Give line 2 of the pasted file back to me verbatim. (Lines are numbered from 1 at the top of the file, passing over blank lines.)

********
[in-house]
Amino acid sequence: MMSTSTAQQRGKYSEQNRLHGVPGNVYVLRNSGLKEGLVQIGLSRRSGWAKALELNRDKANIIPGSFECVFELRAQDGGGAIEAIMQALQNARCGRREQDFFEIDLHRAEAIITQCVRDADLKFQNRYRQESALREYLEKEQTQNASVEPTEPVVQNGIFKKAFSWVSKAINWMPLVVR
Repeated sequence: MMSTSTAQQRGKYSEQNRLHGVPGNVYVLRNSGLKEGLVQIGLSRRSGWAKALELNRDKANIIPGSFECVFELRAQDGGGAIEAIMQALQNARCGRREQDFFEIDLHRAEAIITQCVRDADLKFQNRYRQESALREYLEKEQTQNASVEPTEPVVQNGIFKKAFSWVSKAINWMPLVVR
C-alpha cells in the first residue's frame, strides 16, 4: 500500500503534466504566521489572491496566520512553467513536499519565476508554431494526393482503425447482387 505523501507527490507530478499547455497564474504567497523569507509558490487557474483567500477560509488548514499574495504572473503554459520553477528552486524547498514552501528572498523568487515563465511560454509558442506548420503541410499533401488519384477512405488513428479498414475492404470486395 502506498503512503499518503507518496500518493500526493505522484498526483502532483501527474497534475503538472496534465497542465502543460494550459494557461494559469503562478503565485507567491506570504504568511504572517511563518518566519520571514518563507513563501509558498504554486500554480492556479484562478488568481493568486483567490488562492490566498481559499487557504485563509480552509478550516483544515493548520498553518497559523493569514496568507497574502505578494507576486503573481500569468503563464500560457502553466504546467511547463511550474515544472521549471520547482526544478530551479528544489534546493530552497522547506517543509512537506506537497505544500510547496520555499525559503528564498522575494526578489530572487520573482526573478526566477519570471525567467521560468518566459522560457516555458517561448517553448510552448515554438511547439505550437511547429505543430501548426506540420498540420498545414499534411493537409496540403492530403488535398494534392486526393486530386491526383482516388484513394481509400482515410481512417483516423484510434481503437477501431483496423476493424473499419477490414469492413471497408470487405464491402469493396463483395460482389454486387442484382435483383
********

Amino acid sequence: MMSTSTAQQRGKYSEQNRLHGVPGNVYVLRNSGLKEGLVQIGLSRRSGWAKALELNRDKANIIPGSFECVFELRAQDGGGAIEAIMQALQNARCGRREQDFFEIDLHRAEAIITQCVRDADLKFQNRYRQESALREYLEKEQTQNASVEPTEPVVQNGIFKKAFSWVSKAINWMPLVVR